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Olwen Anderson's Blog

The breakfast that satisfies

Saturday, July 01, 2017

Noticed how some meals are really satisfying, and some leave you wondering when the ‘real’ course will arrive? Several decades ago I got taken in by the advertisement for a famous name slimming breakfast cereal that is still available today. Entranced by the television images of this slim, apparently successful and contented looking woman on the screen I rushed to the supermarket, and the very next day enjoyed this breakfast cereal that was going to make me slim, successful and happy too. 

What a disaster. Within just two hours my stomach was rumbling, my energy had evaporated and I was primed to leap ravenously upon any food not nailed down. These days I understand why some food is really satisfying and other foods leave you wondering where the rest of the meal is. Knowing how your stomach functions can show you how to easily shape what you eat so that you remain satisfied until the next real meal.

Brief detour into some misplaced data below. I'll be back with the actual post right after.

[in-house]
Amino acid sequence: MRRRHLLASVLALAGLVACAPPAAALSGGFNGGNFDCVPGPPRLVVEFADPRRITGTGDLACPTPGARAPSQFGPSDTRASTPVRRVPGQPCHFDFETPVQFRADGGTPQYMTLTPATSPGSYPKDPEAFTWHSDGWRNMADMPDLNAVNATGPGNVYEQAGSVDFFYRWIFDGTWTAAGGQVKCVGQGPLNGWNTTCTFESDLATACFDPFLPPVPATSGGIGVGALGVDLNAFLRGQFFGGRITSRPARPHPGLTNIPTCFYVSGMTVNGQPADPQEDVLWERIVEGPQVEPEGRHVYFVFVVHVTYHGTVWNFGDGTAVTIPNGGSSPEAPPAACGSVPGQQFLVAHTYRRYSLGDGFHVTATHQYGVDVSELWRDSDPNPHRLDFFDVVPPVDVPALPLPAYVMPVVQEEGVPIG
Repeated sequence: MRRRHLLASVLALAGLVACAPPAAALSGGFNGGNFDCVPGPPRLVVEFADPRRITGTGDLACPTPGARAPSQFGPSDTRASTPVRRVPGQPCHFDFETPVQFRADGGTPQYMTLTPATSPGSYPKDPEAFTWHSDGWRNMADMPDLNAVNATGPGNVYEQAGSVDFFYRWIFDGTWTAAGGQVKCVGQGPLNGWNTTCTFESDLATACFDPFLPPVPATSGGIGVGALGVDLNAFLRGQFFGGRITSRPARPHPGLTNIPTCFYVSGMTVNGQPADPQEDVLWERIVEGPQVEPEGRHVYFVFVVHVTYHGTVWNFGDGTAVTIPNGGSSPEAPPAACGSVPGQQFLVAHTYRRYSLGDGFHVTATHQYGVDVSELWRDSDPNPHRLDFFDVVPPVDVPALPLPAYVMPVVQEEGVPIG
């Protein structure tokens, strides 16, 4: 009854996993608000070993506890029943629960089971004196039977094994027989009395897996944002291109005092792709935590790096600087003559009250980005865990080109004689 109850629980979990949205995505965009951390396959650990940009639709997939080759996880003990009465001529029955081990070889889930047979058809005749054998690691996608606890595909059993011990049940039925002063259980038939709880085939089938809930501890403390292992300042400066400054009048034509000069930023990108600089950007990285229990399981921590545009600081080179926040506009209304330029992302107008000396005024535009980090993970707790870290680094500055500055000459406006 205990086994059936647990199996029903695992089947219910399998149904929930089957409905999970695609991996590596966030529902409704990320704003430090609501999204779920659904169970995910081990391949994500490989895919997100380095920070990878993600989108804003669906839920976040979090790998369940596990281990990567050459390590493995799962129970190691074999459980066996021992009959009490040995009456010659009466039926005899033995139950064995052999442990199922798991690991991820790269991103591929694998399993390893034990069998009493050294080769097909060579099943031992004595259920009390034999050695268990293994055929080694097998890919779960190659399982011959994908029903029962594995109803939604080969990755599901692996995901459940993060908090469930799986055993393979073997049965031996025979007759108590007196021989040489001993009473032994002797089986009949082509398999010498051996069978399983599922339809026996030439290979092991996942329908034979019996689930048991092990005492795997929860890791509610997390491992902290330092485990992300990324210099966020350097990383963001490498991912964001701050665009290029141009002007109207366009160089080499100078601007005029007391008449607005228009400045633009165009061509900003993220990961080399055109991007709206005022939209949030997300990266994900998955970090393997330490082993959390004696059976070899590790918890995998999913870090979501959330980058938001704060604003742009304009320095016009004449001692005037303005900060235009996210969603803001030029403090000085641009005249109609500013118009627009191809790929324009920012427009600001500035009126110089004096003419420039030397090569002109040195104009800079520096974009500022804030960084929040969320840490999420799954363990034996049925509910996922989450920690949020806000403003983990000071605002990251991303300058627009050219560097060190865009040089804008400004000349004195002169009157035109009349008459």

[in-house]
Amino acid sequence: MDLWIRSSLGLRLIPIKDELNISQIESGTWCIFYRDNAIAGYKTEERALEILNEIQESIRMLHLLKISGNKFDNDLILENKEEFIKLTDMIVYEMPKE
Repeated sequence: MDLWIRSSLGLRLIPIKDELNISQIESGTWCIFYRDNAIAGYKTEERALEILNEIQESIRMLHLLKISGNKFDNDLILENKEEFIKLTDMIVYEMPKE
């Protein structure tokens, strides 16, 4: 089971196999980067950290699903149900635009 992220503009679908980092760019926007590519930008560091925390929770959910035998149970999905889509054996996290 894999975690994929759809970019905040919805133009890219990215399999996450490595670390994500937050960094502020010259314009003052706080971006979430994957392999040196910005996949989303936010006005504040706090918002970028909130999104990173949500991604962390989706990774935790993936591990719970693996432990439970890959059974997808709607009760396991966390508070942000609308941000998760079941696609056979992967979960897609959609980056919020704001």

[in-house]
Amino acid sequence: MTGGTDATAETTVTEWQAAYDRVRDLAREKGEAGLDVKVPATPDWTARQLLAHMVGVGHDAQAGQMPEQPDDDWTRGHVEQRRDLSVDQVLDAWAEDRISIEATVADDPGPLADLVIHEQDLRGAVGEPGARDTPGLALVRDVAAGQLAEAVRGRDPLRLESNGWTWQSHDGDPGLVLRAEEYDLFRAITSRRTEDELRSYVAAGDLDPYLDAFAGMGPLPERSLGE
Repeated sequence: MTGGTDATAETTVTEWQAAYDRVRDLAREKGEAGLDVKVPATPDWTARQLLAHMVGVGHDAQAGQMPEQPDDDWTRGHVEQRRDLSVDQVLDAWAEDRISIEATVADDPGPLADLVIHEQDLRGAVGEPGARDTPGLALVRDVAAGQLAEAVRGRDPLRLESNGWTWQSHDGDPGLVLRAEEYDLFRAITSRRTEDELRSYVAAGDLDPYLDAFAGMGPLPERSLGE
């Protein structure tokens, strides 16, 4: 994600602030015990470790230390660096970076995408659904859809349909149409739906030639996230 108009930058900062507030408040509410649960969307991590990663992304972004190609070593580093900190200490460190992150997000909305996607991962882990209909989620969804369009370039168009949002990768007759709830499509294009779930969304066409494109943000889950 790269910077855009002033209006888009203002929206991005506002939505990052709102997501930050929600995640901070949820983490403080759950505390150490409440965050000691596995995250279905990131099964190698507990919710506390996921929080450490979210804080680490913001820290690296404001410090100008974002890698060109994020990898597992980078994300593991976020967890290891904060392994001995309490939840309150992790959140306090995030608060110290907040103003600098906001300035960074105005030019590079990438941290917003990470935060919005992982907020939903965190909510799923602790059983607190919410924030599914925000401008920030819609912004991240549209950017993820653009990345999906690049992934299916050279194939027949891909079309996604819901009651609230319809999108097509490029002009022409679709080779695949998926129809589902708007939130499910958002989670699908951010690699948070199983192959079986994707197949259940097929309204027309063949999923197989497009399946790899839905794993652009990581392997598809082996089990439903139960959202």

The first key is mechanical. I know you chew your food, but your stomach also rips apart those food particles so digestive enzymes can break it down even faster. It does this through using muscles to literally throw bits of food from one side of your stomach to another. You can’t usually feel this going on, fortunately.  But when there’s enough volume of food to begin this your stomach is more likely to feel ‘full’.

The second key is through messengers. Your brain is alerted through your nervous system when your stomach is deflated (empty) or inflated (full). Hormonal messengers also signal your brain about the contents of your stomach.
The third key is about chemistry. Special cells lining your stomach secrete strong acid and digestive enzymes to ‘melt’ food chemically. High quality protein (like in meat & eggs) is made of tough molecules that take time to break up. Fat globules and fibre also extend the time food will remain in your stomach because they simply get in the way of the chemical workings.

To create a really hunger-busting, satisfying meal include the ingredients that will slow stomach digestion: high quality animal protein, some fibre, some good fats, and enough volume.  For example, a breakfast of eggs and vegetables fried in olive oil. It includes the animal protein, good fat and fibre with enough volume to keep your stomach busy digesting and releasing the energy from that food slowly. A bowl of cereal alone just can’t achieve this for you. 

If you enjoyed this article you might also enjoy 'Breakfast of Champions'

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Olwen Anderson @olwenanderson


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